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Serious Questions About Third-Party Audits

On Jan. 10, 2012, a Congressional House report was issued on the government’s investigation into the cantaloupe Listeria outbreak. The report provided some very interesting findings and lessons not only for and about Jensen Farms but for and about the industry as a whole.

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Conducted by the Congressional Committee on Energy and Commerce, the investigation included a review of documents from and interviews with FDA; Jensen Farms; its distributor, Frontera Produce; and its third-party auditor, Primus Labs. And it was the information obtained from and about the audits that was highlighted as of most significant issue – and concern – in the report. The report was accompanied by a Letter from the Committee to FDA Commissioner Margaret Hamburg that further emphasized concern around the use of third-party auditors. The letter to Commissioner Hamburg stated:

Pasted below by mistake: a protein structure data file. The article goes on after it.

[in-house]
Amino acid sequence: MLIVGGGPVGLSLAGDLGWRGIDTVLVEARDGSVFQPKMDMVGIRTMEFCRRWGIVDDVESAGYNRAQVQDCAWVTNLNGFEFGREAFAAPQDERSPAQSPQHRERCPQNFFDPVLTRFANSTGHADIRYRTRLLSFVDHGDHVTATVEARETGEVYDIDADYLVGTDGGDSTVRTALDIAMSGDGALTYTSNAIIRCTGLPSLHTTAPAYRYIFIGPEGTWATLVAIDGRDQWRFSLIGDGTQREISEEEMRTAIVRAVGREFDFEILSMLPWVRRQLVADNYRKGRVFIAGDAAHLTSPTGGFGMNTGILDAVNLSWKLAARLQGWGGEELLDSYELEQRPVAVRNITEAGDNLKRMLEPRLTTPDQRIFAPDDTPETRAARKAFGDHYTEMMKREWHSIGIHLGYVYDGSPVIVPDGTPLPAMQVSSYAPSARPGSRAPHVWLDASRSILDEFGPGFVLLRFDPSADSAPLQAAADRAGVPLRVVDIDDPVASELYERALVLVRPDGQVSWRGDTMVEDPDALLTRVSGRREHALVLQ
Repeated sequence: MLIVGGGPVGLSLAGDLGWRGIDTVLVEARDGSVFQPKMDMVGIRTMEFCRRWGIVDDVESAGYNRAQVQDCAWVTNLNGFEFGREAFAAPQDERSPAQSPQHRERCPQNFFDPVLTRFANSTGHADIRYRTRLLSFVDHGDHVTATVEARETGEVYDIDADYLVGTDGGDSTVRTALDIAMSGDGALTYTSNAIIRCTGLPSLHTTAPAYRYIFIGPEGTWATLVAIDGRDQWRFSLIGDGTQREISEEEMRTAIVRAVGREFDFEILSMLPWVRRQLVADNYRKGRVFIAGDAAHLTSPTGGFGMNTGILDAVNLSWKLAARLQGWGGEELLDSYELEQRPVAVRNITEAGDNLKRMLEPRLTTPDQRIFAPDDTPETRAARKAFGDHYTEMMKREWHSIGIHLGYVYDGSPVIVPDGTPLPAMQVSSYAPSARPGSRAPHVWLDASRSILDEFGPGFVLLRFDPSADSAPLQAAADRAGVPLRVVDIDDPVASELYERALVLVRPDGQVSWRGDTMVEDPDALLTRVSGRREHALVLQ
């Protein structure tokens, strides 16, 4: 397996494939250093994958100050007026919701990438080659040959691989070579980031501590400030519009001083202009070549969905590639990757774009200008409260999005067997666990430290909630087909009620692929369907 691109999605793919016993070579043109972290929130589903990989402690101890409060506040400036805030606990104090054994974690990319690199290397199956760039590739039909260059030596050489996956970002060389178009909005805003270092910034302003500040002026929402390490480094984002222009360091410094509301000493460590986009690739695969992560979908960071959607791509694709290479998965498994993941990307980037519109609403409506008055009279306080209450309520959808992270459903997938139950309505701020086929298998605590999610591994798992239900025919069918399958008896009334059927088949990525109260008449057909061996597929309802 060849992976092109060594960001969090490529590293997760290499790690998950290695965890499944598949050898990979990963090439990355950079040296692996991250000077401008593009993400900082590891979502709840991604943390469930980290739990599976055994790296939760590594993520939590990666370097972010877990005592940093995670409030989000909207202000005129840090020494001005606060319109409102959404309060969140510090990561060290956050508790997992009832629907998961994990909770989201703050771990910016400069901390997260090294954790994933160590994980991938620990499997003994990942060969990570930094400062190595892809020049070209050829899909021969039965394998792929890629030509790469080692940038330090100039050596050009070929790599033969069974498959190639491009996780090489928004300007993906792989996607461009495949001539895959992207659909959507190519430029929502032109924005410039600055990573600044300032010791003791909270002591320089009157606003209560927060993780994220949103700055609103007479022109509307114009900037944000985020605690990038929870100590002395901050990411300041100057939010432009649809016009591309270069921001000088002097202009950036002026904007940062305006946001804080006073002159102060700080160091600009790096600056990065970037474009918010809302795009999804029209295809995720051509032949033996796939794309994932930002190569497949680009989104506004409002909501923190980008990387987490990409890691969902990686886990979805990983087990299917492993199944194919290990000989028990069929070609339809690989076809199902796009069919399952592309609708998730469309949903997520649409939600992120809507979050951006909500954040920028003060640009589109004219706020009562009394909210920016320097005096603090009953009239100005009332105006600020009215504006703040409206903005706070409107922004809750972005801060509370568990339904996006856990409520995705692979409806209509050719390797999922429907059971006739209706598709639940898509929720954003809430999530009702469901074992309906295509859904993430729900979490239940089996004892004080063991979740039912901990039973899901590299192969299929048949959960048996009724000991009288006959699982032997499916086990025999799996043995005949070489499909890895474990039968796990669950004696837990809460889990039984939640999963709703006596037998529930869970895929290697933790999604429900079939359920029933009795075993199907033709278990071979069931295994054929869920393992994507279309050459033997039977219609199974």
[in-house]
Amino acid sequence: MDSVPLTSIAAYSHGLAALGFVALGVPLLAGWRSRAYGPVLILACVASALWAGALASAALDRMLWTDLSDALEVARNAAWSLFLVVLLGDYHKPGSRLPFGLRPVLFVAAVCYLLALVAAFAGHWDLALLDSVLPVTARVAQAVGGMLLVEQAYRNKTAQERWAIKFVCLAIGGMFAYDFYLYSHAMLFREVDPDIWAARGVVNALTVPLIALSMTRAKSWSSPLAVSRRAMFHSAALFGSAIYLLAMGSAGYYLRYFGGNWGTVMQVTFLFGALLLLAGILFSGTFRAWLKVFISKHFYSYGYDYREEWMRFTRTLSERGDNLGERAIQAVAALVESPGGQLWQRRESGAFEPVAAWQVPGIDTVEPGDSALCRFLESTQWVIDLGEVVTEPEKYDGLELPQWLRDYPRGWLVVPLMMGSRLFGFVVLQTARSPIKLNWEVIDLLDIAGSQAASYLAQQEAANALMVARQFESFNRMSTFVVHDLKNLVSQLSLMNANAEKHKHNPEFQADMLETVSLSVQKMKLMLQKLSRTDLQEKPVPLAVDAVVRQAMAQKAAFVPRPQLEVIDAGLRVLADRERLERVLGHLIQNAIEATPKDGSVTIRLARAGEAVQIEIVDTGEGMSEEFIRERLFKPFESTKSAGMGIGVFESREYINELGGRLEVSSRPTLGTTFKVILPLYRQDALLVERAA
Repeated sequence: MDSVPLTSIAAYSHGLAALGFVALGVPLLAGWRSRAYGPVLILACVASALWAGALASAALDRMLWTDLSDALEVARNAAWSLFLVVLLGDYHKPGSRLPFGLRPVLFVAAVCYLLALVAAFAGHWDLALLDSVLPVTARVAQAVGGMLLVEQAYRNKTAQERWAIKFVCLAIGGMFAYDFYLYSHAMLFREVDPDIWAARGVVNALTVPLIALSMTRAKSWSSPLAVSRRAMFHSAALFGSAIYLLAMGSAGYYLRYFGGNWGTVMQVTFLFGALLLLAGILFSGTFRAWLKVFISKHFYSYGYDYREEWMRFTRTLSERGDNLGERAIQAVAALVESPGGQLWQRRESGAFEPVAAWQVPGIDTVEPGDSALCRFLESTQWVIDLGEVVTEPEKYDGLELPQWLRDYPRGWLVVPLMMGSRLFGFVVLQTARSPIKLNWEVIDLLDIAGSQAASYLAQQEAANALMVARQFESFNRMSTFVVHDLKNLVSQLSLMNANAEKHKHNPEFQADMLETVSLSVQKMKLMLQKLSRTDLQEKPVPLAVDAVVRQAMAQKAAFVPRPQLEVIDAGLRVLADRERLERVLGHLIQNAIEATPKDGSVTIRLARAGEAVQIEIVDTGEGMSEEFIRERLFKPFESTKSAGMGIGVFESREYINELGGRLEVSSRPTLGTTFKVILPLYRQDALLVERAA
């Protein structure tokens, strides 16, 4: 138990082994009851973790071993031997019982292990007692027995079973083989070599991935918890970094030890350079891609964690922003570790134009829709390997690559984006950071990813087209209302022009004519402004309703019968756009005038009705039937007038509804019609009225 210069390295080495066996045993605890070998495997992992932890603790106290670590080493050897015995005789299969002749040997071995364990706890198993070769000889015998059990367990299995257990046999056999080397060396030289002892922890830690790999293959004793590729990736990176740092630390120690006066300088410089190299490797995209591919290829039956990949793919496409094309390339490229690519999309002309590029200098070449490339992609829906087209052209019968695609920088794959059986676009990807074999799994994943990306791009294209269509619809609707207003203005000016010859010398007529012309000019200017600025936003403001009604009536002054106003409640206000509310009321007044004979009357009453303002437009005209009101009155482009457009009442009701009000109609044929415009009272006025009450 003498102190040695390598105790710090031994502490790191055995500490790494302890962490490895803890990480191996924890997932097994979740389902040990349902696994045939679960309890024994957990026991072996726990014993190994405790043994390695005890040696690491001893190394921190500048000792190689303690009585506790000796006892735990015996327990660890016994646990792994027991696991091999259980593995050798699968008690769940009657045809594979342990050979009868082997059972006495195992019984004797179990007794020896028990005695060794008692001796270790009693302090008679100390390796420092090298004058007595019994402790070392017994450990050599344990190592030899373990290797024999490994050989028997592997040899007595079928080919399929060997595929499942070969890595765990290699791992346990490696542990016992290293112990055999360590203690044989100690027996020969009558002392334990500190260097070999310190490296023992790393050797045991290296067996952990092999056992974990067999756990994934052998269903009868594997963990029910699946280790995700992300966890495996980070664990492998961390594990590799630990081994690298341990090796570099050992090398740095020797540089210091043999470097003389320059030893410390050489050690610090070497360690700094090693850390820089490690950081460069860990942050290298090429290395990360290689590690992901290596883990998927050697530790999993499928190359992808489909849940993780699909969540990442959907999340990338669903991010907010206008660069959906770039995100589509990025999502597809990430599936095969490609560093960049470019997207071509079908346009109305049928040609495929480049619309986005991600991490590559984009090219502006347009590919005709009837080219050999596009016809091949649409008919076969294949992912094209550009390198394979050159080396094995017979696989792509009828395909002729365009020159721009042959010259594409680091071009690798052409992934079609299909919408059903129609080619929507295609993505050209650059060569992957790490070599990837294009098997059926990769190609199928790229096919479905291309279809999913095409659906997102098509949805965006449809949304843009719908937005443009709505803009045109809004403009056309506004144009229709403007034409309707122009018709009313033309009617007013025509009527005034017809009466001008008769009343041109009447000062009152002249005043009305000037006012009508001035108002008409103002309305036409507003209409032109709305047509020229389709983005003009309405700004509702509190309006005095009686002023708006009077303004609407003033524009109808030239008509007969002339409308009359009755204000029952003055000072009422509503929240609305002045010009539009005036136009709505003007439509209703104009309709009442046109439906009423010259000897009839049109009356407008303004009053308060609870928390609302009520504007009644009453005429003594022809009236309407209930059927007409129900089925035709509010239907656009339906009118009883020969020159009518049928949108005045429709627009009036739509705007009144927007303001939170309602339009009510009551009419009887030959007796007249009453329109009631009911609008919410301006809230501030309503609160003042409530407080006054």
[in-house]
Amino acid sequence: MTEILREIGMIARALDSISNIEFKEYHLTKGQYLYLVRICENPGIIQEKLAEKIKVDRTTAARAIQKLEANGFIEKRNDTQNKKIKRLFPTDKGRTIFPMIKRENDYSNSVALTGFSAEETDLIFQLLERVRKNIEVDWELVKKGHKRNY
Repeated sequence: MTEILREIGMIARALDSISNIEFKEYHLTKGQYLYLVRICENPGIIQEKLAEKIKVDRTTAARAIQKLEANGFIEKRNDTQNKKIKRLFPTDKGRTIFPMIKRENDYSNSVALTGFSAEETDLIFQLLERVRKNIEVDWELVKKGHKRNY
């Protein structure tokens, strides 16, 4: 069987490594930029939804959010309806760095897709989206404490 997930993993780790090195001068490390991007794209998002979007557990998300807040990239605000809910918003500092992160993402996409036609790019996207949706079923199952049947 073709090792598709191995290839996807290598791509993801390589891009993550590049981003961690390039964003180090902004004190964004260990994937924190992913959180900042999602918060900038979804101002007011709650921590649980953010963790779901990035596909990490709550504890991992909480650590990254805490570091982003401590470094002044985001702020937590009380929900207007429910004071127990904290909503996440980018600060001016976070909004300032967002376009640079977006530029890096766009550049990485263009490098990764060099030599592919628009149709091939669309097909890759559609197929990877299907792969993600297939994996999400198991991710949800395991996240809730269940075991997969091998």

“We urge you to review closely the information uncovered during our investigation. In particular, the investigation identified significant problems with the third-party inspection system used by growers and distributors … FDA officials identified “serious design flaws” in the processing technique used at Jensen Farms and “poor sanitary design of the facility itself” as the causes of the contamination, and they indicated that “everything that was found wrong was addressed in FDA guidance” published in 2009. Yet these flawed facility designs and processing techniques were both recommended by and rated as “superior” by the third-party auditor of Jensen Farms.

This finding revealed two major industry problem areas:

 

1. Failures in the industry’s auditing system

As the letter states “The auditing failed in the case of the recent Listeria outbreak.” These failures are itemized as the auditors:

- missing or failing to prioritize important food safety deficiencies

- lacking any regulatory authority and not reporting identified problems to any regulatory authority

- not ensuring that identified problems were resolved